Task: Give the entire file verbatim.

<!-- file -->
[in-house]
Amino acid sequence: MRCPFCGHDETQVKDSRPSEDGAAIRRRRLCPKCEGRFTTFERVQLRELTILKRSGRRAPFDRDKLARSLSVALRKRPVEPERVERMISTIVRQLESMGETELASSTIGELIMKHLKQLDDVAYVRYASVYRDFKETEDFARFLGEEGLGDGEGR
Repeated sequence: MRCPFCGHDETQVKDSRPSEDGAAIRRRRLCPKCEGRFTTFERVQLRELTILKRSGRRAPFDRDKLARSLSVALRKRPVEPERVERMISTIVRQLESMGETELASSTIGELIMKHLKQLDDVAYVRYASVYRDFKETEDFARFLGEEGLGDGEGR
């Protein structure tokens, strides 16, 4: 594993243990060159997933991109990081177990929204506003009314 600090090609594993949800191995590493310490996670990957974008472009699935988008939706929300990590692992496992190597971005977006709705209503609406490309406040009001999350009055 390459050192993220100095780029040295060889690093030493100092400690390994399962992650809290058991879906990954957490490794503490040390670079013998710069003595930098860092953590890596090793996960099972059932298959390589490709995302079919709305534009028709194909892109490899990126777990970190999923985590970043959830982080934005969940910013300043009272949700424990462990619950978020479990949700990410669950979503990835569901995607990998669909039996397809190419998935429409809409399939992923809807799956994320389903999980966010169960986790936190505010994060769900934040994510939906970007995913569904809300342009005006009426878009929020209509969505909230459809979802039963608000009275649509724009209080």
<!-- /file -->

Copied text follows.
[in-house]
Amino acid sequence: MRCPFCGHDETQVKDSRPSEDGAAIRRRRLCPKCEGRFTTFERVQLRELTILKRSGRRAPFDRDKLARSLSVALRKRPVEPERVERMISTIVRQLESMGETELASSTIGELIMKHLKQLDDVAYVRYASVYRDFKETEDFARFLGEEGLGDGEGR
Repeated sequence: MRCPFCGHDETQVKDSRPSEDGAAIRRRRLCPKCEGRFTTFERVQLRELTILKRSGRRAPFDRDKLARSLSVALRKRPVEPERVERMISTIVRQLESMGETELASSTIGELIMKHLKQLDDVAYVRYASVYRDFKETEDFARFLGEEGLGDGEGR
């Protein structure tokens, strides 16, 4: 594993243990060159997933991109990081177990929204506003009314 600090090609594993949800191995590493310490996670990957974008472009699935988008939706929300990590692992496992190597971005977006709705209503609406490309406040009001999350009055 390459050192993220100095780029040295060889690093030493100092400690390994399962992650809290058991879906990954957490490794503490040390670079013998710069003595930098860092953590890596090793996960099972059932298959390589490709995302079919709305534009028709194909892109490899990126777990970190999923985590970043959830982080934005969940910013300043009272949700424990462990619950978020479990949700990410669950979503990835569901995607990998669909039996397809190419998935429409809409399939992923809807799956994320389903999980966010169960986790936190505010994060769900934040994510939906970007995913569904809300342009005006009426878009929020209509969505909230459809979802039963608000009275649509724009209080």